Then God blessed him there (32:29b). So Jacob received his blessing. Without realizing it completely, this was what Jacob wanted and needed. He had tricked his father into blessing him. Now wracked with fear at Esau’s revenge, his wrestling turned to desperate determination. This time the blessing was rightfully obtained.510

    The sun rose above him as he passed Peniel, and he was limping because of his hip (32:31). This was the source of a Jewish eating tradition four hundred years later when Moses, being a compiler of the book of Genesis, makes a comment in his day looking back on this event. Therefore, to this day the Israelites do not eat the tendon attached to the socket of the hip, because the socket of Jacob’s hip was touched near the tendon (32:32). This practice was not incorporated into Jewish law, and is not considered a part of kosher law today. But evidently this was the practice during the time of Moses. So Jacob called the place Peniel, meaning the Face of God (Judges 8:8 and 17; First Kings 12: 25). He did think about it and recognized that God met him in the form of a man, (which was the only way he could have survived). He said: Because I saw Elohim, the God of creation and destruction face to face, my life was spared (32:30). Having come to this realization, Jacob had the assurance that Esau could not destroy him, and his earlier prayer for deliverance had been answered.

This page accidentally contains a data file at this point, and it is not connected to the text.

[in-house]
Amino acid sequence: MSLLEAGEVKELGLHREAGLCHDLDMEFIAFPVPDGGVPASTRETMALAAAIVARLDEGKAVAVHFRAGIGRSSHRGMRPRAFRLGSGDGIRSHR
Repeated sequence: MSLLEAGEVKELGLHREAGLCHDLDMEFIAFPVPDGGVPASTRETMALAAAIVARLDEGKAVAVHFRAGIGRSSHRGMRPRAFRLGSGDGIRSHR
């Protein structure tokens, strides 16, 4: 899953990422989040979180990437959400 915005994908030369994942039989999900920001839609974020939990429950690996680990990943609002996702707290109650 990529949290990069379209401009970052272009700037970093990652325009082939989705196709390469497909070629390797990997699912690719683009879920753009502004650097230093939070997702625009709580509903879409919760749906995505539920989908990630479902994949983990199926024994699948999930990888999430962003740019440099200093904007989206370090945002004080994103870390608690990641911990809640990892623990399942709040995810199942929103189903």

Before returning to the Promised Land, Jacob was met by God. This event was a turning point in Jacob’s life. As a sign of this, he received a new name that indicated the nature of his new relation to God.511 He finally learned that in God’s way of doing things, strength comes through weakness, which prepared him to meet Esau.512